By Gregory J. Lamoureux
Editor’s Note: This story was first published in our print edition on January 9th, 2020. Keep up with all of Franklin County’s news with a subscription to the County Courier here.
ENOSBURG FALLS: The Vermont Army National Guard’s physical presence in Enosburg Falls will cease to exist. That’s according to guard officials who confirmed that news to the County Courier Wednesday afternoon.
The armory used to be a tank unit, but after deployment to Iraq in 2006, the government transitioned it over to a cavalry unit.
Troops based out of Enosburgh are known as Detachment 1, Alpha Troop, 1st Squadron, 172nd Cavalry Regiment, and 86th Infantry Brigade Combat Team (Mountain) of the Vermont Army National Guard.
Since the transition, the number of personnel based out of the Enosburg Armory has drastically reduced.
Lieutenant Nathan Rivard, the spokesperson for the Vermont Army National Guard, said the number of personnel at the armory and how far they have to travel were major considerations for the closing of the unit.
Enosburg’s personnel fall under the Alpha Company, a subset of Alpha company based out of Newport.
Rivard said the Vermont Guard will relocate the soldiers to other Guard Armories throughout the state.
“Some of them will have to travel further, and some of them will have slightly less travel,” Rivard said during a telephone interview Wednesday afternoon.
The guard has been working up to the closure for a considerable amount of time, but no public announcement had been made as of Wednesday afternoon’s press deadline.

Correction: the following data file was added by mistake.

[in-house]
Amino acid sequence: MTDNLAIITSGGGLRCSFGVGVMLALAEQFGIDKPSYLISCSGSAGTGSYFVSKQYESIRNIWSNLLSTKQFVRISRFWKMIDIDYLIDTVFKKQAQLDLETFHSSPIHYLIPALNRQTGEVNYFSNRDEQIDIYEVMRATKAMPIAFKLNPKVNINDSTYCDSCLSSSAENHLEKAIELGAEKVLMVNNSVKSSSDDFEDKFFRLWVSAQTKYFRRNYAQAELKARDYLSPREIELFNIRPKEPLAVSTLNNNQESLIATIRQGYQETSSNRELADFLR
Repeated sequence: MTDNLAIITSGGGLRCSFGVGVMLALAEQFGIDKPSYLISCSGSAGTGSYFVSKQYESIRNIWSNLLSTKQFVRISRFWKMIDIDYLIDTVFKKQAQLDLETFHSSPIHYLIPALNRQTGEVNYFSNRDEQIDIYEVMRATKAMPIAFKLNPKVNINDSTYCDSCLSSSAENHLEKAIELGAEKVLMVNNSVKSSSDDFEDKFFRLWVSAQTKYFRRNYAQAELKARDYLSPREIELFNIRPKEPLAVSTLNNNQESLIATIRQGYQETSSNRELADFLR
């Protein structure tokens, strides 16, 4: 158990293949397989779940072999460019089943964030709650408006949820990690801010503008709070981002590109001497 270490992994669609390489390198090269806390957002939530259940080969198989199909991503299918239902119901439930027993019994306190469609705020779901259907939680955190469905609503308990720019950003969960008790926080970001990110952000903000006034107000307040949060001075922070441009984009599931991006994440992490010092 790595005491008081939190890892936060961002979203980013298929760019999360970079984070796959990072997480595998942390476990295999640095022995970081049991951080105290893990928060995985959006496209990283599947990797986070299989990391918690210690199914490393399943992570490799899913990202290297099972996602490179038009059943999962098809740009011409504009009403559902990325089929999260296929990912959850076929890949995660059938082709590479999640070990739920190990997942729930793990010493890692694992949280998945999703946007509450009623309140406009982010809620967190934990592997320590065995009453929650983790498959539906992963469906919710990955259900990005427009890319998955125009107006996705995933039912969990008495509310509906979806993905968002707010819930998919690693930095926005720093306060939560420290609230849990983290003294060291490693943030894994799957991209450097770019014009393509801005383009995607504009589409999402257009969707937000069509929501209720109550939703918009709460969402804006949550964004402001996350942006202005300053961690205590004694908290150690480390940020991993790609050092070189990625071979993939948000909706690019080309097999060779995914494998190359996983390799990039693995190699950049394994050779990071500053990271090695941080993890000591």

One of the major driving forces for the closure is cost, according to Rivard.
“We have a set amount of resources for maintenance and operation,” Rivard said. Spread throughout more armories, there are fewer resources for each unit.
No timeline for the consolidation has been set, according to Rivard, but the Guard is in the midst of planning the closure.
It’s certainly not the only armory in Franklin County- St. Albans and Swanton are both home to their own armories. Swanton is the hub for the mechanical arm of the National Guard for this area.
The Armory, which was part of Bravo company when the Vermont Guard deployed to Iraq in 2006, had a solid tank company until 2009 when the Army decided to move all the tanks to Fort Drum in upstate New York.
Rivard, who grew up across the street from the armory, remembers when the transition happened. “I woke up one morning and they were all gone.”
Rivard said there are 24 active drilling members of the guard that call the Enosburg Armory their home. Instead, they will be transferred to the Northfield site, known as the Vermont National Guard’s Readiness and Regional Technology Center.
Of the 24 soldiers, 17 of them are Franklin County residents. This means that the 17 residents will have to travel to Northfield from Franklin County one weekend a month, and two weeks a year during their drill time.
There will be no loss of disaster response due to the armory consolidation and no soldiers will lose their jobs in the relocation, according to the Guard.
The future of the building is not certain. It’s a state-owned building that could be turned over to the local community. That’s what happened in some other communities throughout Vermont when they lost their local armory.
It’s possible that the building could be handed over to the town or Village for their uses.
Who knows, with a large parking lot and a high-end vault, maybe it’ll be the solution to a new Town Clerk’s office that the town has been searching for.
“We will continue to work with the State and the stakeholders in the community to make whatever decision is best for Enosburgh,” said Rivard in a statement emailed to the County Courier.
Representatives from the Governor’s office did not respond to a request for comment as of press time on Wednesday.
We’ll follow this story as more information becomes available.